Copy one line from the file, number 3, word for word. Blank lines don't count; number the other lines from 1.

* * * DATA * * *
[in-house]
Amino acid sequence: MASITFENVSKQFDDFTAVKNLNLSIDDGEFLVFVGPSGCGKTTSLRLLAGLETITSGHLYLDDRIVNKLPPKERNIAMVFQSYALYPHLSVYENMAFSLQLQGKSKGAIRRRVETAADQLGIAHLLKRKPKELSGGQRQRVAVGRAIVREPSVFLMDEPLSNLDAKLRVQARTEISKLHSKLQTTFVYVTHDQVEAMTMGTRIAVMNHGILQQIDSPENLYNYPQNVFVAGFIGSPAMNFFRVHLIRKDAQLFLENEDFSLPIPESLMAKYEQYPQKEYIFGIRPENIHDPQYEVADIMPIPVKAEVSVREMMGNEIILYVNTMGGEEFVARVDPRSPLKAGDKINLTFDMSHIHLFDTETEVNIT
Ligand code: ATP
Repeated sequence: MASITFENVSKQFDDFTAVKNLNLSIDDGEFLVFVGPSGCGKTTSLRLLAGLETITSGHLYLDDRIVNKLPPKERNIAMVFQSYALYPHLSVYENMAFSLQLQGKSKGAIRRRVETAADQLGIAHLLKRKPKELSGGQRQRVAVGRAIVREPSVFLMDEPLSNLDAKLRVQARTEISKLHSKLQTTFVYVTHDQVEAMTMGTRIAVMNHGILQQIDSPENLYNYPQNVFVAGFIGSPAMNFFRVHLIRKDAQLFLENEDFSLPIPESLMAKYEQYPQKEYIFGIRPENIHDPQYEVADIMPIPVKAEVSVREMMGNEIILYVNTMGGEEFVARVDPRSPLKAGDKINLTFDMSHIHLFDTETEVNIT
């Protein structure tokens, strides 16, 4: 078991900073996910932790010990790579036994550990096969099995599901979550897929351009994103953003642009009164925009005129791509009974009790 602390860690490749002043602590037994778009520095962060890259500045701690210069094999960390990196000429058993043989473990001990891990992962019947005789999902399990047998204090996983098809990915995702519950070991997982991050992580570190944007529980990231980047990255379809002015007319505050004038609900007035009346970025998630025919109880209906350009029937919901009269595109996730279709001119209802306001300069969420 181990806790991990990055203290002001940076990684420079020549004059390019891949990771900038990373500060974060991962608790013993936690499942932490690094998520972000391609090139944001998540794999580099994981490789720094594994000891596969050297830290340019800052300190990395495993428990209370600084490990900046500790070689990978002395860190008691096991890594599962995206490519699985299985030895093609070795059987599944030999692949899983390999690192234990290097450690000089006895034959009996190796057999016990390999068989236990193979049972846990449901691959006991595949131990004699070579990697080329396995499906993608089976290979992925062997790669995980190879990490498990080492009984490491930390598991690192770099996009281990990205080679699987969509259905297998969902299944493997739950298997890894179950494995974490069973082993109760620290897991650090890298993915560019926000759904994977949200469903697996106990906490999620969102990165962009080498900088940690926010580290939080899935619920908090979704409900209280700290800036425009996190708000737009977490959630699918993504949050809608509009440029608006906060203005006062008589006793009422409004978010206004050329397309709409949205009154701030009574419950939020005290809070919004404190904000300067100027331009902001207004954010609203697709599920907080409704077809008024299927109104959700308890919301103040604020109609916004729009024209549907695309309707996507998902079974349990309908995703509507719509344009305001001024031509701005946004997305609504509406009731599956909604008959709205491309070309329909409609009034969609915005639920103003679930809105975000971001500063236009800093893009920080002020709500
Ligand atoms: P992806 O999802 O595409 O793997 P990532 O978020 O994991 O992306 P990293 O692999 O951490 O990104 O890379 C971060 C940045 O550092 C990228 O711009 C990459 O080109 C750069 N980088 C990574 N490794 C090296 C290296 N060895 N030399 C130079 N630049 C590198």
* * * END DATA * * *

Ligand code: ATP